Jump to content

Did a concertina accompany the ill-fated Franklin expedition?


Recommended Posts

I've just read an article about a forth-coming TV production on the Franklin expedition of 1845 to find the North West Passage.

The article discusses various items that have been recovered from the expedition.

At the end of the article there is this tantalising sentence:
 

“Bits of accordion, pipes and books have been found. These are touchstones to those lives and they have incredible poignancy.”

 

Was it a concertina or an accordion? 

 

Some years ago I read an account of the Franklin expedition and efforts to retrieve artefacts and find and examine the few graves of sailors entombed in the tundra.  I don't recall reading about a concertina, although I think I recall that both ships were equipped with a harmonium.

Link to post
Share on other sites

It's been mentioned before, and I'd be fascinated to learn more about it, but I've never been able to find out anything more, nor a photo, of this "accordion"/"bits of accordion" (or whatever it is) that was reportedly found aboard the wreck H.M.S. Erebus.

Link to post
Share on other sites

It is said that there was a concertina on the later "Lady Franklin" or Greely expedition to search for survivors of the Franklin expedition. 

https://time.com/5752551/christmas-dinner-north-pole-1881/

On Christmas Day 1881, "The first Thanksgiving menu was extravagant... During the meal, prizes were distributed to the winners of the day’s events, and the evening concluded with concertina and violin music and singing."  - from Labyrinth of Ice: The Triumphant and Tragic Greely Polar Expedition by Buddy Levy.

Edited by Stephen Mills
  • Like 1
Link to post
Share on other sites

 

2 hours ago, Stephen Mills said:

It is said that there was a concertina on the later "Lady Franklin" or Greely expedition to search for survivors of the Franklin expedition.

 

By the time of the Greely expedition, in 1881, both concertinas and accordions were much more freely, and cheaply, available than they had been in 1845 (when concertinas would have been more the preserve of the officer class).

Edited by Stephen Chambers
Link to post
Share on other sites
8 hours ago, Stephen Mills said:

It is said that there was a concertina on the later "Lady Franklin" or Greely expedition to search for survivors of the Franklin expedition. 

https://time.com/5752551/christmas-dinner-north-pole-1881/

On Christmas Day 1881, "The first Thanksgiving menu was extravagant... During the meal, prizes were distributed to the winners of the day’s events, and the evening concluded with concertina and violin music and singing."  - from Labyrinth of Ice: The Triumphant and Tragic Greely Polar Expedition by Buddy Levy.

This is a little confused. “Lady Franklin” was not the name of a ship, but the name of the bay Greely explored (and the name of the expedition). The purpose of the expedition had nothing to do with the Franklin expedition (35 years later one could hardly have expected to find survivors). There was consideration that they might rescue survivors of the more recent Jeannette expedition.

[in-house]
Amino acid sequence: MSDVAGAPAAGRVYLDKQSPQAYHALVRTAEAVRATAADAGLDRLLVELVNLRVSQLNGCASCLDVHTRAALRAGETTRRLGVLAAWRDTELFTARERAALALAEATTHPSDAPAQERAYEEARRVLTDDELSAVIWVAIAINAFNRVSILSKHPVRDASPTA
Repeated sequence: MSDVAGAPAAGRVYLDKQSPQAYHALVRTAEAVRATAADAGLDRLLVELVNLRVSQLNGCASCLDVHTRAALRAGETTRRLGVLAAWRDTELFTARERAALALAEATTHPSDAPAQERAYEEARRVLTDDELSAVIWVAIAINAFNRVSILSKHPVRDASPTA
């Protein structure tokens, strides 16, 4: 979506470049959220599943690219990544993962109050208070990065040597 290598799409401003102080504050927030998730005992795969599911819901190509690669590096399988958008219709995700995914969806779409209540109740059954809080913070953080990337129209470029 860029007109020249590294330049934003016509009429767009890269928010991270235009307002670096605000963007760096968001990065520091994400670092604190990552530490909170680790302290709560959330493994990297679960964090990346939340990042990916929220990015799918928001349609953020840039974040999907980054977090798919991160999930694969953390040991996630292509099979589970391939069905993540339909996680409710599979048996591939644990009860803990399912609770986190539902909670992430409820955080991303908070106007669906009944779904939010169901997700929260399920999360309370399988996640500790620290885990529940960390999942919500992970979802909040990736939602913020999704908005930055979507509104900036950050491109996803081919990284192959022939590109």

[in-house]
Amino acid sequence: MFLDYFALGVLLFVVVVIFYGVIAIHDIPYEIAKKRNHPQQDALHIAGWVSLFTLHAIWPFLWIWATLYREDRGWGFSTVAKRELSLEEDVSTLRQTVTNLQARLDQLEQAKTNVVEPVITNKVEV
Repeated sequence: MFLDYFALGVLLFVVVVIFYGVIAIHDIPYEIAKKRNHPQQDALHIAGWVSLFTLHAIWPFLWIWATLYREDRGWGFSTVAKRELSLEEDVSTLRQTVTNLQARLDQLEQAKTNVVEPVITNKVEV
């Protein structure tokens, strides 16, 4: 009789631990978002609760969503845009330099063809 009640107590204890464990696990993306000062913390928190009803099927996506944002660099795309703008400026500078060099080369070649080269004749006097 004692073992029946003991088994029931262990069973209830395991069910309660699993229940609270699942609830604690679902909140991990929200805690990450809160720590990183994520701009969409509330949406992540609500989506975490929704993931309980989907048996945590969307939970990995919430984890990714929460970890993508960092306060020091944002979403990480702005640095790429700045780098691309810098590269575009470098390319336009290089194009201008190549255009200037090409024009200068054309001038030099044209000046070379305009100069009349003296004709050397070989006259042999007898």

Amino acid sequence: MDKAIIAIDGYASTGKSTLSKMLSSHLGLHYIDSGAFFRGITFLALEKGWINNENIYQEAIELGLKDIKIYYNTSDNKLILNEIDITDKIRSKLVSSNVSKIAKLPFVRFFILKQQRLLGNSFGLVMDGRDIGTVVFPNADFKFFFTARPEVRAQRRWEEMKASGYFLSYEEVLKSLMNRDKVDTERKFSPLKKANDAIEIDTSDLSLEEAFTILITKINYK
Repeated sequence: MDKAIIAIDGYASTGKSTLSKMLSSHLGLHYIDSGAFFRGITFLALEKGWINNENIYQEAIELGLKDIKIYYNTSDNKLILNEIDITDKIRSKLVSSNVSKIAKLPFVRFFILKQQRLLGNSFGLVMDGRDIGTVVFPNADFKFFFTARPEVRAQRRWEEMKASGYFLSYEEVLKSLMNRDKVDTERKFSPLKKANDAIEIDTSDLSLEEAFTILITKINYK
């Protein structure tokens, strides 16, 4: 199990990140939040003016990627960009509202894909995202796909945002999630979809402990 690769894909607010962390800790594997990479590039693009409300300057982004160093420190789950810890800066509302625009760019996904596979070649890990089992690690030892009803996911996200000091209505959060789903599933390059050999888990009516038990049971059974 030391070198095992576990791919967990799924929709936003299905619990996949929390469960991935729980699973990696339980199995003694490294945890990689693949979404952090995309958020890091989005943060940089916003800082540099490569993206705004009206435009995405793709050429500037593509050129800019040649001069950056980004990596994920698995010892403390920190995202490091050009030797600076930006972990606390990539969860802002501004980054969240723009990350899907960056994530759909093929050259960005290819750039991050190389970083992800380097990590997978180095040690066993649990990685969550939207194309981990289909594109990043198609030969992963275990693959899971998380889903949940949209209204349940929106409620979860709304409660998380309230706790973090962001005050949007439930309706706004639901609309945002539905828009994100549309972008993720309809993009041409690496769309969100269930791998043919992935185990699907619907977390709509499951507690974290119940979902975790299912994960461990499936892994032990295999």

Link to post
Share on other sites
2 hours ago, David Barnert said:

This is a little confused. “Lady Franklin” was not the name of a ship, but the name of the bay Greely explored (and the name of the expedition). The purpose of the expedition had nothing to do with the Franklin expedition (35 years later one could hardly have expected to find survivors). There was consideration that they might rescue survivors of the more recent Jeannette expedition.

I agree completely, David - a sloppily worded post.  I inadvertently dropped the word Bay after Lady Franklin, which I never intended to be taken as the name of the ship, but the expedition.  While the expedition was said to be named for Franklin's wife, who tirelessly worked to advance searches for her husband's expedition, the purpose was to search for Jeannette survivors.  While I was troubled by the large number of years passed since the original expedition, I indeed missed that that they were in fact looking for survivors from the Jeannette, as you stated.

Link to post
Share on other sites
4 hours ago, Stephen Mills said:

While the expedition was said to be named for Franklin's wife...

The expedition was named after the bay. The bay was named after Franklin’s wife.

Link to post
Share on other sites
On 3/14/2021 at 5:09 PM, Stephen Chambers said:

It's been mentioned before, and I'd be fascinated to learn more about it, but I've never been able to find out anything more, nor a photo, of this "accordion"/"bits of accordion" (or whatever it is) that was reportedly found aboard the wreck H.M.S. Erebus.

 

Well now we know - it was a French accordion/flutina! (I'd have bet on it, for 1845 - they were the most popular accordions up until the 1870s.)

 

Here's its maple reedpan, with slotted-in individual reedplates, having just been recovered from the galley on board and being put into a plastic bag:

 

55570793_Erebusaccordion.jpg.3199124b14af8a3704ef983973fa61b8.jpg

 

You can witness the recovery here, on YouTube, between 2.43 and 2.52:

 

 

 

 

 

 

Edited by Stephen Chambers
  • Like 2
Link to post
Share on other sites

Join the conversation

You can post now and register later. If you have an account, sign in now to post with your account.

Guest
Reply to this topic...

×   Pasted as rich text.   Paste as plain text instead

  Only 75 emoji are allowed.

×   Your link has been automatically embedded.   Display as a link instead

×   Your previous content has been restored.   Clear editor

×   You cannot paste images directly. Upload or insert images from URL.

×
×
  • Create New...